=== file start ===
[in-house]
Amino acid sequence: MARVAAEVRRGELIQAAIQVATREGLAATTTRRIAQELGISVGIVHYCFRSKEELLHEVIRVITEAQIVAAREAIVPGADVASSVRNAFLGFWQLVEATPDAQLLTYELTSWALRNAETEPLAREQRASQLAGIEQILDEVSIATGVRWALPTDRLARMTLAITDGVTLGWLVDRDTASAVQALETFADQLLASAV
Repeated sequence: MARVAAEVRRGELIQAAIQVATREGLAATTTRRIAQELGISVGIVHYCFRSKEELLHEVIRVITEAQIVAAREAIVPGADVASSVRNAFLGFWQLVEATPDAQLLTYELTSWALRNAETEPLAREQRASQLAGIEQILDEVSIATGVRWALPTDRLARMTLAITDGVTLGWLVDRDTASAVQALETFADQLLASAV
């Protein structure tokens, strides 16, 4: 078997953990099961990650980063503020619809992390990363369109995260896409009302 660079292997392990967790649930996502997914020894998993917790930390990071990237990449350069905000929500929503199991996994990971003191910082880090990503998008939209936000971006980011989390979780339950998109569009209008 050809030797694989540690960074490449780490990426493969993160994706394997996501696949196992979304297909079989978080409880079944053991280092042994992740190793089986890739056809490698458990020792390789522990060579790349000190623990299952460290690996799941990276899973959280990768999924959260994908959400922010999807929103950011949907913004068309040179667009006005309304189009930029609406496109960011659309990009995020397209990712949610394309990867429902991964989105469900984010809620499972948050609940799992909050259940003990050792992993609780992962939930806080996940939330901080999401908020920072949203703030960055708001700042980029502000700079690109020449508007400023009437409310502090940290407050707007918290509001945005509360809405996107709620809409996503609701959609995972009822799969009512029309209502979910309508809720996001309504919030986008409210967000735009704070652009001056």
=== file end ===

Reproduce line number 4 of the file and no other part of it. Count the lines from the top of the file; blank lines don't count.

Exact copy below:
């Protein structure tokens, strides 16, 4: 078997953990099961990650980063503020619809992390990363369109995260896409009302 660079292997392990967790649930996502997914020894998993917790930390990071990237990449350069905000929500929503199991996994990971003191910082880090990503998008939209936000971006980011989390979780339950998109569009209008 050809030797694989540690960074490449780490990426493969993160994706394997996501696949196992979304297909079989978080409880079944053991280092042994992740190793089986890739056809490698458990020792390789522990060579790349000190623990299952460290690996799941990276899973959280990768999924959260994908959400922010999807929103950011949907913004068309040179667009006005309304189009930029609406496109960011659309990009995020397209990712949610394309990867429902991964989105469900984010809620499972948050609940799992909050259940003990050792992993609780992962939930806080996940939330901080999401908020920072949203703030960055708001700042980029502000700079690109020449508007400023009437409310502090940290407050707007918290509001945005509360809405996107709620809409996503609701959609995972009822799969009512029309209502979910309508809720996001309504919030986008409210967000735009704070652009001056």